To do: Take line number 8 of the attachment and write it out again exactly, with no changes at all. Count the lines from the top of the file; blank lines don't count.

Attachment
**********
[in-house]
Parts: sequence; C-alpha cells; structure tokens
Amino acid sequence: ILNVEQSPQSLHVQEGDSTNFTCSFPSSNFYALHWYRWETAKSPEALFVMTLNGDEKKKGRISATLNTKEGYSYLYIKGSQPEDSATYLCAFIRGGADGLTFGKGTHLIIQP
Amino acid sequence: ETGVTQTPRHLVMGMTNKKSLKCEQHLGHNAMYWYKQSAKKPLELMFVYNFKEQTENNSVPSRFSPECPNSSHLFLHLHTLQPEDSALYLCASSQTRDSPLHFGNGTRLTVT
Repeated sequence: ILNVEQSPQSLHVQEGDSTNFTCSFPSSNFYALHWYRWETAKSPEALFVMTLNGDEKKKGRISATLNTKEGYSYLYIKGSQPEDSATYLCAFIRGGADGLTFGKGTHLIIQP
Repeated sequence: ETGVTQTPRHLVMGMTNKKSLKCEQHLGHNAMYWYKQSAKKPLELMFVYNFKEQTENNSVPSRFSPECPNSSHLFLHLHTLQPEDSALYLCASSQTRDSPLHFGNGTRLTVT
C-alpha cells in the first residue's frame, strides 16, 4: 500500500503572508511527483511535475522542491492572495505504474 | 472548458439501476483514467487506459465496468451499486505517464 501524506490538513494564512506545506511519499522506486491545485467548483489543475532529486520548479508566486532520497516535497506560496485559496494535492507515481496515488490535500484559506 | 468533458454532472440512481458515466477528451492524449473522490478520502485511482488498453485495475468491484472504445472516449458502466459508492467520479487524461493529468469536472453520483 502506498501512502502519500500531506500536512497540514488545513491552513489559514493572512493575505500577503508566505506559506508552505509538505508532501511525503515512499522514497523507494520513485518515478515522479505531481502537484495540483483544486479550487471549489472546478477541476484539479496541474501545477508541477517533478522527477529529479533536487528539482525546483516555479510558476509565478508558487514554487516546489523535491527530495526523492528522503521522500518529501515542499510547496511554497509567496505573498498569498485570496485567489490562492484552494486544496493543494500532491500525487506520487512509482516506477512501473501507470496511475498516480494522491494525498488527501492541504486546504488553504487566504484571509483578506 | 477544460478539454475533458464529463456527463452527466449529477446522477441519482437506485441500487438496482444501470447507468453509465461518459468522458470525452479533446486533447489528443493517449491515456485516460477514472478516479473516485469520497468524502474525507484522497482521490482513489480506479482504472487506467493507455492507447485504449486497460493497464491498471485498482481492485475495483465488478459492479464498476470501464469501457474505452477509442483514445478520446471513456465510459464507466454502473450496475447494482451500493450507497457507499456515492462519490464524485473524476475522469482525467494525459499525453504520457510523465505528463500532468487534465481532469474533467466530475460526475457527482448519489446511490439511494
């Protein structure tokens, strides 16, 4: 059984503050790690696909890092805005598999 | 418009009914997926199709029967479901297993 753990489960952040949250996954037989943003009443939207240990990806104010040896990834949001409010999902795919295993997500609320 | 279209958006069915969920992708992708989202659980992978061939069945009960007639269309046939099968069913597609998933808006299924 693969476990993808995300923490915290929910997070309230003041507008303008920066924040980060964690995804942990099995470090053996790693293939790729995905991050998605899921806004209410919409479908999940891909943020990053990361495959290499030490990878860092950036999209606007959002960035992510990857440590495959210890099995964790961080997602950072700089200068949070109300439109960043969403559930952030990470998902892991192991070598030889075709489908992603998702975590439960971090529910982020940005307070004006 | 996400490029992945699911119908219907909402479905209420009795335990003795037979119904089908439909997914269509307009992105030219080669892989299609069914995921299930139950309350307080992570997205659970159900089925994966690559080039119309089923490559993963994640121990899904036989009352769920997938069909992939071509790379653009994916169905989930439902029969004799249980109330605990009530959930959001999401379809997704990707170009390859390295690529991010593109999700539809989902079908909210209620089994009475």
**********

């Protein structure tokens, strides 16, 4: 059984503050790690696909890092805005598999 | 418009009914997926199709029967479901297993 753990489960952040949250996954037989943003009443939207240990990806104010040896990834949001409010999902795919295993997500609320 | 279209958006069915969920992708992708989202659980992978061939069945009960007639269309046939099968069913597609998933808006299924 693969476990993808995300923490915290929910997070309230003041507008303008920066924040980060964690995804942990099995470090053996790693293939790729995905991050998605899921806004209410919409479908999940891909943020990053990361495959290499030490990878860092950036999209606007959002960035992510990857440590495959210890099995964790961080997602950072700089200068949070109300439109960043969403559930952030990470998902892991192991070598030889075709489908992603998702975590439960971090529910982020940005307070004006 | 996400490029992945699911119908219907909402479905209420009795335990003795037979119904089908439909997914269509307009992105030219080669892989299609069914995921299930139950309350307080992570997205659970159900089925994966690559080039119309089923490559993963994640121990899904036989009352769920997938069909992939071509790379653009994916169905989930439902029969004799249980109330605990009530959930959001999401379809997704990707170009390859390295690529991010593109999700539809989902079908909210209620089994009475």